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Table 1 Functional or molecular targeting effects of valproic acid (VPA) on acute myeloid leukemia (AML) cells

From: Histone deacetylase inhibition in the treatment of acute myeloid leukemia: the effects of valproic acid on leukemic cells, and the clinical and experimental evidence for combining valproic acid with other antileukemic agents

Intracellular signaling and trafficking
  Expression of the CXCR-4 receptor is decreased in CD34- AML cells, whereas increased expression is observed in CD34+ leukemic cells [25]. In vivo treatment with VPA in combination with ATRA alters the phosphorylation status and the phosphoresponsiveness of several intracellular signaling pathways, but the effects differ between patients [35]. VPA increases p21 but downregulates c-Myc expression at a transcriptional level [18]. Modulation of CBP activity and interaction with PML nuclear bodies may contribute to the effects of VPA [38]. The nucleolar morphology and function is altered [36]. VPA also alters the overall expression pattern of the various HDACs [16].
AML cell proliferation, differentiation and apoptosis
  VPA has an antiproliferative effect that is dose-dependent. The effects differ between patients and at lower concentrations even enhancement of proliferation is seen for a subset of patients [37]. VPA reprograms the differentiation program in AML cells, especially in cells with a myelomonocytic phenotype [19]. Animal studies of APL suggest that terminal granulocytic differentiation can also be seen [30]. Differentiation is especially seen in t(8;21) AML cells [31].
Effects on leukemic stem cells
  In animal models of APL, VPA causes rapid disease regression in induction of granulocytic differentiation, but discontinuation is associated with immediate disease relapse, suggesting that leukemia-initiating cell activity is not affected by VPA [30]. Studies in human cells also suggest that VPA spare or increase immature AML cells during in vitro culture [17]. Direct associations between epigenetic modifications and reprogramming of normal as well as cancer stem cells are now emerging for other malignancies [33].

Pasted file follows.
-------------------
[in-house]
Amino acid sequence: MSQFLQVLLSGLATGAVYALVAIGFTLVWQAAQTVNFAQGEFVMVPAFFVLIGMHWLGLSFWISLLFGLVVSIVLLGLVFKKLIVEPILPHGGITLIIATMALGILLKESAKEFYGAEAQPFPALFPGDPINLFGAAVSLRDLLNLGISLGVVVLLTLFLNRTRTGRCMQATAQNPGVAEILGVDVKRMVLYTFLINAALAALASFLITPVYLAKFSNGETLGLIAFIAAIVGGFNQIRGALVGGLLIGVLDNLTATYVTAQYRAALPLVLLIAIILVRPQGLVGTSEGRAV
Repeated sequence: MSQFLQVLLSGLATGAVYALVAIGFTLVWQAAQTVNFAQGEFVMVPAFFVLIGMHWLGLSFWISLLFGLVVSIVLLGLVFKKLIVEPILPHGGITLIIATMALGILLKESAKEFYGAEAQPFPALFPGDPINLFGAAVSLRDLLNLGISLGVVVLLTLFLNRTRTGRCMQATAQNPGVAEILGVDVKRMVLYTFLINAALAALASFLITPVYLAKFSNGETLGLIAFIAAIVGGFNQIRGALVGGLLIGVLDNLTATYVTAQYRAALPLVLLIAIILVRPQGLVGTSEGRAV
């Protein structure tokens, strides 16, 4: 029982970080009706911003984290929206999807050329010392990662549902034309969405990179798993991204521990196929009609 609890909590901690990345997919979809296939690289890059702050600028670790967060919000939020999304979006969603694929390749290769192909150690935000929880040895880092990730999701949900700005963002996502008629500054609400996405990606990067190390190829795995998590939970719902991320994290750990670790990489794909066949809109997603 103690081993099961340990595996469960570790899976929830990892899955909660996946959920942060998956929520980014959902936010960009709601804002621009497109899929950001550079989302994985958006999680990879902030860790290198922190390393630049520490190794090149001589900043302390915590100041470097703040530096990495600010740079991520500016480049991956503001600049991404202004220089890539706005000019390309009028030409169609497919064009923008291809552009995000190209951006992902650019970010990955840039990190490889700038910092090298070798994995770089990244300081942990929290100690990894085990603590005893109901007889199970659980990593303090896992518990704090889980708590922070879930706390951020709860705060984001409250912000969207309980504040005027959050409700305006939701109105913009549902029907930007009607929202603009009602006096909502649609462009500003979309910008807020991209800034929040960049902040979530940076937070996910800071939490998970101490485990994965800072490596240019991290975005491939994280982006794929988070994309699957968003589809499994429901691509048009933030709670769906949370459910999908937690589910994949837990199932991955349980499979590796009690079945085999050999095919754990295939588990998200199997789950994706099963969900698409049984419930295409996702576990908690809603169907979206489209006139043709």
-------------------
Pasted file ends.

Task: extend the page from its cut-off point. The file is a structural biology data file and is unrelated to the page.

Effects on t(8;21) AML
  In contrast to other AML subsets, VPA inhibits not only the mature AML cells but also the immature progenitors in AML1/ETO [17]. The drug targets the AML1/ETO-HDAC complex, and thereby alters gene expression and induces differentiation [31]. VPA has specific effects in this AML subset. The drug induces differentiation followed by apoptosis and accompanied by increased expression of repressed AML1 target genes [31].
Effects on antileukemic immune reactivity
  In combination with 5-AZA, VPA causes induction of specific T cell responses against cancer-associated antigens [24]. The drug also increases the susceptibility to NK cell-mediated lysis through upregulation of NK cell ligands on the leukemic cells [32, 34]; the NK cells then target leukemic stem cells [29]. This effect is also seen for ATRA [34]. AML cells are also sensitized to TRAIL/Apo2L-induced apoptosis by VPA [27]. Spontaneous in vitro apoptosis is associated with immunogenic apoptosis with HSP release and calreticulin exposure; VPA does not interfere with this expression during stress-induced apoptosis [20].
Chemosensitivity and chemoresistance
  A recent experimental study suggested that VPA induces a broad chemoresistance phenotype in AML cells [26]. However, clinical data does not support this observation since VPA can be combined with cytarabine, hydroxyurea and 6-mercaptopurin in the treatment of AML patients [22, 23]. One marker of sensitivity may be UTX (KDM6A), which has a functional relationship between protein acetylation and lysine-specific methylation [21]. Resistance programs have also been identified that compensate for the HDAC inhibitor-induced global hyperacetylation, and these programs include MAPKAPK2, HSP90AA1, HSP90AB1 and ACTB [21]. One study also suggested serum HSP90 as a possible marker of sensitivity to VPA [22]. Cellular high expression of FOSB may be another sensitivity marker [28].
  1. 5-AZA, 5-azacytidine; AML, acute myeloid leukemia; APL, acute promyelocytic leukemia; ATRA, all-trans retinoic acid; CXCR-4, C-X-C chemokine receptor type 4; FOSB, FBJ murine osteosarcoma viral oncogene homolog B; HDAC, histone deacetylase; HSP, heat shock protein; HSP90, heat shock protein 90; HSP90AA1, heat shock protein 90 kDa alpha (cytosolic), class A member 1; HSP90AB1, heat shock protein 90 kDa alpha (cytosolic), class B member 1; MAPKAPK2, mitogen-activated protein kinase-activated protein kinase 2; NK, natural killer; PML, promyelocytic leukemia; UTX, ubiquitously transcribed tetratricopeptide repeat, X chromosome; VPA, valproic acid.